Plans have been unveiled for Kengo Kuma's first public commission in the US. The Portland Japanese Garden has commissioned Kuma to design a new "Cultural Village" to accommodate the garden's growing popularity.
Based off the Japanese tradition of monzenmachi (gate-front towns), where activity exists just outside the gates of shrines and cultural sites, the village will provide a "free-flowing" courtyard space for events and educational activities, as well as multi-purpose classrooms, galleries, a library, tea cafe, and more. In addition to this, a new visitor entrance will be built on an existing site at the bottom of the hillside site on Kingston Avenue, just on the outskirts of downtown Portland.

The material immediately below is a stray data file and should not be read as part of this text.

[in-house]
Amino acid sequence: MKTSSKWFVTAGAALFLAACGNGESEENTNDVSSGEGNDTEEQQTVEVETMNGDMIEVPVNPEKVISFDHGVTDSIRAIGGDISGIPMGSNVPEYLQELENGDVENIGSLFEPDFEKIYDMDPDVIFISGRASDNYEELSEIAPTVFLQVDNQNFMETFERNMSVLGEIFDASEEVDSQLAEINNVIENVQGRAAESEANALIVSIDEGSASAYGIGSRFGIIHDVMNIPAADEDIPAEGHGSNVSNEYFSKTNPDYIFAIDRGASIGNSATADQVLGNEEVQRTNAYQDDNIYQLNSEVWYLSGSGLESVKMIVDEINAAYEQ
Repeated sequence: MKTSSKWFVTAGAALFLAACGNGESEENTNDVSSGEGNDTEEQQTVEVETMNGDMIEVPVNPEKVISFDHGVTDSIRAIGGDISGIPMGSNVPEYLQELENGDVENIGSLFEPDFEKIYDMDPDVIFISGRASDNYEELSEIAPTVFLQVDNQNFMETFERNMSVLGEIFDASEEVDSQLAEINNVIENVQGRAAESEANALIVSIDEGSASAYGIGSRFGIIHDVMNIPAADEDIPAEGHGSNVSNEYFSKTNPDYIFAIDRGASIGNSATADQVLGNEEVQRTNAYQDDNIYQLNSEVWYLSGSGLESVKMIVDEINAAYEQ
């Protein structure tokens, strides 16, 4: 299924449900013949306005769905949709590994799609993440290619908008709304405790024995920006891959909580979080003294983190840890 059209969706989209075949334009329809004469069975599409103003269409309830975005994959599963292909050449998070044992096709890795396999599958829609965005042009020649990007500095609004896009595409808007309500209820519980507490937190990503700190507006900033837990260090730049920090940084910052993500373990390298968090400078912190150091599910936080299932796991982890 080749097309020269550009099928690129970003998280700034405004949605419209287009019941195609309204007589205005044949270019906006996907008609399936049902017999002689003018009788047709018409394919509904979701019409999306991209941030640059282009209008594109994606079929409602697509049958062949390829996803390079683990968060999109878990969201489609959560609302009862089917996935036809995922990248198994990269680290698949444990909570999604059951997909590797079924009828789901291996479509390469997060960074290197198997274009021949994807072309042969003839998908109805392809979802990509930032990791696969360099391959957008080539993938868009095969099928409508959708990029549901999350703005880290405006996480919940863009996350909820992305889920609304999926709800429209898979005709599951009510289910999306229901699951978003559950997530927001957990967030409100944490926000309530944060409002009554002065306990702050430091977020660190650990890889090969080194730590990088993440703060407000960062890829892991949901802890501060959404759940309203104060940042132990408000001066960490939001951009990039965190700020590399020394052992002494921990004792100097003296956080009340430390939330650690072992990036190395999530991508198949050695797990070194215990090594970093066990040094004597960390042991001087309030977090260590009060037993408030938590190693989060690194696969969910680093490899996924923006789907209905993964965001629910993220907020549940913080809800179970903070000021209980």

The 52-year-old garden has seen visitor attendance rise from 30,000 to 350,000 annual visitors over the years, thus the expansion is a necessary step for preserving the gardens' serenity.
"To continue being a haven of serenity, this project is designed to take the liveliness of social experiences out of the Garden, freeing it up to be a quiet, reverent space," said Cynthia Haruyama, the garden's deputy director.
Construction is scheduled to complete in the Spring of 2017.